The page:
In an advanced test, Swedish conglomerate Saab, launched three hypersonic missiles to demonstrate controlled flight at extreme speeds. The missile, of which three were built, was test fired at maximum velocity, exceeding Mach 5.5, corresponding to 6500 km/h.
Saab Bofors Dynamics, a subsidiary, developed the experimental missile, in a technology programme financed by the Swedish Defence Materiel Administration (FMV). The successful test makes Saab the first company to demonstrate that it is possible to manoeuvre missiles at hypersonic speed.
According to Saab, the test successfully demonstrated all factors that went into the making of such a missile, such as materials, aerodynamics and guidance systems that would enable controlled flight at hypersonic speeds.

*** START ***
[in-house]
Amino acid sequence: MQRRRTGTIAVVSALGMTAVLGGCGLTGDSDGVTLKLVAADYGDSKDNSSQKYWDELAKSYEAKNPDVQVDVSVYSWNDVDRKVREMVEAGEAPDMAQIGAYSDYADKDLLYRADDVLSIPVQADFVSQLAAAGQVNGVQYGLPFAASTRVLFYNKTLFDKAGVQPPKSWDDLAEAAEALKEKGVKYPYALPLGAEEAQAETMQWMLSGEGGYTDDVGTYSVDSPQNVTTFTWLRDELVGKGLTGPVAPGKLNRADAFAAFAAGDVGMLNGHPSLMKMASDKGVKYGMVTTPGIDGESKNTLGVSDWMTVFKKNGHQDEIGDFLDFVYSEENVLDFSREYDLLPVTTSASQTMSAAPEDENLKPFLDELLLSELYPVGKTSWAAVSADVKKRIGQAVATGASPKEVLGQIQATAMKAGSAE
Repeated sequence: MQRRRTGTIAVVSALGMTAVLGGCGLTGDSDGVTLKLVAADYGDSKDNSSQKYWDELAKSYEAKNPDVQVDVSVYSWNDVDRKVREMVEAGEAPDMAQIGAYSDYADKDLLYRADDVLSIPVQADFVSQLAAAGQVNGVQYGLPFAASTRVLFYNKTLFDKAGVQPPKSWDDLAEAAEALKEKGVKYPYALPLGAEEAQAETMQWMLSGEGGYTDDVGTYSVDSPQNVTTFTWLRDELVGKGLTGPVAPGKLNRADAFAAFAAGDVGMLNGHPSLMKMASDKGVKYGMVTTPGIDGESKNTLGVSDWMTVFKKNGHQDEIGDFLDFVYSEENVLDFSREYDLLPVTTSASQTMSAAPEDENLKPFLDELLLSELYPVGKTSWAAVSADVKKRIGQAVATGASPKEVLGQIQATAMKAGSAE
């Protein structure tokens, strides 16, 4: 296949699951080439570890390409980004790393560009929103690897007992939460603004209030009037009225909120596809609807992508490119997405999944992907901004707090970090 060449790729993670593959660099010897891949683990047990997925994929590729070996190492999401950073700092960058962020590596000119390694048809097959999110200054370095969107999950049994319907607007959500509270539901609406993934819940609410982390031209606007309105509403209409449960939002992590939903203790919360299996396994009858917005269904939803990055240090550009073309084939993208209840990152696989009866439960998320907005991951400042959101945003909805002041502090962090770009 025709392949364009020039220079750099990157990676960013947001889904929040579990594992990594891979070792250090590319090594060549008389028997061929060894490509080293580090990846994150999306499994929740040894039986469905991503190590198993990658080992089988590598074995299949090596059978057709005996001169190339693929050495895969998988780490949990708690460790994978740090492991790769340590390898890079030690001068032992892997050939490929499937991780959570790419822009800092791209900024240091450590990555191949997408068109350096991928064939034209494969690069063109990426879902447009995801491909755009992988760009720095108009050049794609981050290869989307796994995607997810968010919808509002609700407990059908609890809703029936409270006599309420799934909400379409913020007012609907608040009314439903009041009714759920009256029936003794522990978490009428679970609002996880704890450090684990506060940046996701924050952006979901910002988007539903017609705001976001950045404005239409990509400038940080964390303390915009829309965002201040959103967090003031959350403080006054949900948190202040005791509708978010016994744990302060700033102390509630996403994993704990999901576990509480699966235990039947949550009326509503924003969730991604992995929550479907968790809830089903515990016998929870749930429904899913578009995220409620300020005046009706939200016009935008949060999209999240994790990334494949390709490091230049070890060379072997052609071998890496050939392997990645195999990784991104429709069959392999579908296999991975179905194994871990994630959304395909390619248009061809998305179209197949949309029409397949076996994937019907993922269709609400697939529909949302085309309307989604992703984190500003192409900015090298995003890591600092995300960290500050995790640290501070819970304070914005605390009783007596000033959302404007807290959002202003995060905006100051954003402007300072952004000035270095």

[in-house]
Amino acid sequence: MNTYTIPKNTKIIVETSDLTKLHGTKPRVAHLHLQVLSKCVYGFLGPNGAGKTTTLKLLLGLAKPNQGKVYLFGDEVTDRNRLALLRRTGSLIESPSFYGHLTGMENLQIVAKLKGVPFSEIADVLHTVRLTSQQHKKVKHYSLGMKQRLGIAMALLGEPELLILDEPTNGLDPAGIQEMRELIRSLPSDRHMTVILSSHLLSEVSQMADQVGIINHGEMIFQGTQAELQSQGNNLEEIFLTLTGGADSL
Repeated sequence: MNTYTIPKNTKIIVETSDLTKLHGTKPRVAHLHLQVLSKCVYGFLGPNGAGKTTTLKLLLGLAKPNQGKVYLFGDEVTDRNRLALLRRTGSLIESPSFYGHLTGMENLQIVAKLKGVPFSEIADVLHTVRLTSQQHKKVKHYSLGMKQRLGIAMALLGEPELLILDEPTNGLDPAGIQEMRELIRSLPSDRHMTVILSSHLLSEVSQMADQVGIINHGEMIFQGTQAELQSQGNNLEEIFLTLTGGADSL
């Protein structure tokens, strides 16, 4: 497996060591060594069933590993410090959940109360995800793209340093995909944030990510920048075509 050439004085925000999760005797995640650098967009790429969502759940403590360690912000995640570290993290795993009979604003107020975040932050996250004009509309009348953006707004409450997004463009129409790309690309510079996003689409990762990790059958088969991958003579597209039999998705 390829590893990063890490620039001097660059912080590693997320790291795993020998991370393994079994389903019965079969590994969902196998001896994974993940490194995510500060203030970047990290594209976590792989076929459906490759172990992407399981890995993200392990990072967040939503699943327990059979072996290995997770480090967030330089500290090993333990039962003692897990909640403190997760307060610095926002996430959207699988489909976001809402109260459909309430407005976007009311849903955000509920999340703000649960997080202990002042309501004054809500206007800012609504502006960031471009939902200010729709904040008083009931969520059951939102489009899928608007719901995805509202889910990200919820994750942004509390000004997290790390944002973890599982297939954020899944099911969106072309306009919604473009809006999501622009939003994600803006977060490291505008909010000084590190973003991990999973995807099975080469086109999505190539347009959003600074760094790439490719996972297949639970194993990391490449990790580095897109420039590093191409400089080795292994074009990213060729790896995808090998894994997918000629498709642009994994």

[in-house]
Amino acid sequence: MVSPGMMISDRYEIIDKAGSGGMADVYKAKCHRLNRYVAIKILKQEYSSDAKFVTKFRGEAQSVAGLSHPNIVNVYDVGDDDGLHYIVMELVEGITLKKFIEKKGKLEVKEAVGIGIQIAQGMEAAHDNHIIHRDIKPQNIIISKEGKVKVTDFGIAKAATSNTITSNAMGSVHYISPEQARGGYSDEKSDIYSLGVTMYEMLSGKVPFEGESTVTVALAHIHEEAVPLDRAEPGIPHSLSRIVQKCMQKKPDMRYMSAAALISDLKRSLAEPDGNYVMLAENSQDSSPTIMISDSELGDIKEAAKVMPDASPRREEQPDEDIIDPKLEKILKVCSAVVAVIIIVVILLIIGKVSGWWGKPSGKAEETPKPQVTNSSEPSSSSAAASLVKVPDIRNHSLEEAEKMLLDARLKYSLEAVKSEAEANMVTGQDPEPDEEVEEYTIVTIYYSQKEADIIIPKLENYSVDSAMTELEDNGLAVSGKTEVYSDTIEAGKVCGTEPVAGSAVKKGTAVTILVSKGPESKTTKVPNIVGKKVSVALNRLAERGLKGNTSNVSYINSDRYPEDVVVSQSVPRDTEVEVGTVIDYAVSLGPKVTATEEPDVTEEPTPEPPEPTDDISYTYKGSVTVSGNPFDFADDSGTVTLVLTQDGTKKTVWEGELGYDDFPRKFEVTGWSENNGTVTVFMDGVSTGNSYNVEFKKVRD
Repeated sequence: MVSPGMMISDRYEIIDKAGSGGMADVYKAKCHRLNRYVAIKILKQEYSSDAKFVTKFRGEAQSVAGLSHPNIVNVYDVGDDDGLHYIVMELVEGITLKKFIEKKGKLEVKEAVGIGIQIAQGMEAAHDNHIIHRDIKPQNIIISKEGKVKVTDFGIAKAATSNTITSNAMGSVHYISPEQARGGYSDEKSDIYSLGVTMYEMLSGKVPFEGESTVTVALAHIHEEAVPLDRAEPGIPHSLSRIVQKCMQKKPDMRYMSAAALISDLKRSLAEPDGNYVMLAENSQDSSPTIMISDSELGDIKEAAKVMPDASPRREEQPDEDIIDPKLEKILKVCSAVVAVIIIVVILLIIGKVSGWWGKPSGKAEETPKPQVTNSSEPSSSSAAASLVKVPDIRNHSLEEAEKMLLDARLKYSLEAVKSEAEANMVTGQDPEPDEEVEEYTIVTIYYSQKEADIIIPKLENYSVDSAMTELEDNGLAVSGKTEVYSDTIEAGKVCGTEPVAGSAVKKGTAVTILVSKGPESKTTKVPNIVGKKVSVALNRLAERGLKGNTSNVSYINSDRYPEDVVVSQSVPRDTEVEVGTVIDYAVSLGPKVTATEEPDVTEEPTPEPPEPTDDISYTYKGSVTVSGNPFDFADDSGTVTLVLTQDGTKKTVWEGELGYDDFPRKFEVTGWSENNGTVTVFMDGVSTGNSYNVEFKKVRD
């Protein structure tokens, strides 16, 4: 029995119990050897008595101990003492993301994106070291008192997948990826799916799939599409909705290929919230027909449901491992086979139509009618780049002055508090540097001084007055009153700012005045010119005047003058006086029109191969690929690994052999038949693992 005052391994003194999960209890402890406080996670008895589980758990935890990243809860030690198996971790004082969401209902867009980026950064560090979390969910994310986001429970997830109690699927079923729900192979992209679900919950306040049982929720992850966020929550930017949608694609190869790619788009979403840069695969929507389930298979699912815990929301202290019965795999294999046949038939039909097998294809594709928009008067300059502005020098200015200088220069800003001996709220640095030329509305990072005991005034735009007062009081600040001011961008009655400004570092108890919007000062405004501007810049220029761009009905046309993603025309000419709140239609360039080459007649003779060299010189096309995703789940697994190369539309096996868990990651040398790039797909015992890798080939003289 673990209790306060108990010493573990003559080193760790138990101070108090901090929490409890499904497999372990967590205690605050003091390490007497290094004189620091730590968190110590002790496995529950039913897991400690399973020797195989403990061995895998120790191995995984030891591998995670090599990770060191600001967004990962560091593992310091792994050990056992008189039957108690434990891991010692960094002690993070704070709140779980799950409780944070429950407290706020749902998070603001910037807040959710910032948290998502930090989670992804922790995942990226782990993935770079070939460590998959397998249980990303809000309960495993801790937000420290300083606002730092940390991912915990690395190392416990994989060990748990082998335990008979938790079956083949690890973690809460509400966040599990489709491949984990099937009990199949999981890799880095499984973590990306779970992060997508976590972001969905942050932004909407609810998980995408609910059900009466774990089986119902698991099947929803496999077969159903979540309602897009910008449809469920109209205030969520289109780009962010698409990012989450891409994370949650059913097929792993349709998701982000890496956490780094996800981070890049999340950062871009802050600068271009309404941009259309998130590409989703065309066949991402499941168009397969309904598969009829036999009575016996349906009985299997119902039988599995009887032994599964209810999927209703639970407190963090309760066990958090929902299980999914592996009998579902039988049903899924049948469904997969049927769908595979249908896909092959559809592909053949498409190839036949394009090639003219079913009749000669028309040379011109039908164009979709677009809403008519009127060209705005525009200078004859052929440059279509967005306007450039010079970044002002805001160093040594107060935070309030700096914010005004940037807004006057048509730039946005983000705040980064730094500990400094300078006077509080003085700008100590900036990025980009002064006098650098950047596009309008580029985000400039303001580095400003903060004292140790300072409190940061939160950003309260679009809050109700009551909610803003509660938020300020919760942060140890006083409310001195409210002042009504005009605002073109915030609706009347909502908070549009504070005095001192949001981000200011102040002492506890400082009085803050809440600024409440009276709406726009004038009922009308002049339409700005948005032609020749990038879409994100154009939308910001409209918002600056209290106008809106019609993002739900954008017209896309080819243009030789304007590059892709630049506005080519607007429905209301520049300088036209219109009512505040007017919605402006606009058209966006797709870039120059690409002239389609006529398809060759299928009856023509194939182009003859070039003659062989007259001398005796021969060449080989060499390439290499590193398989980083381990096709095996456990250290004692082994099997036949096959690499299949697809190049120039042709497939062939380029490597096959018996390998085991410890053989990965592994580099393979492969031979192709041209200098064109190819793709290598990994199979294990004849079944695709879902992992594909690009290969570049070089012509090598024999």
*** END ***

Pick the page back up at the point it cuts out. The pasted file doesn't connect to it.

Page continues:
''Once again Sweden and Saab have shown that we are at the leading edge. We are the first to demonstrate that it is possible to manoeuvre a missile at these enormous speeds,'' said Soren Wigren, programme manager at Saab Bofors Dynamics.
In the first two tests the missile's capacity for lateral manoeuvring and the ability to fly without rotating around its own axis were demonstrated. At the third launch the missile was guided on a programmed flight path.
A manoeuvrable missile fired at hypersonic speeds is difficult to oppose. The speed means that reaction times are minimal and the missile's hit ratio increases. At the same time the enormous speed means that it can be used against armoured targets.
The experimental missile is a technology demonstrator that allows the study of the phenomena that occur during the test firing and the investigation of possible technical solutions for so called hypersonic missiles. Designing missiles for the phenomena that occur at such extreme speeds is a considerable challenge. The wind forces on fuselage and wings give unpredictable deflections. There is also significant heating resulting from the friction with the air.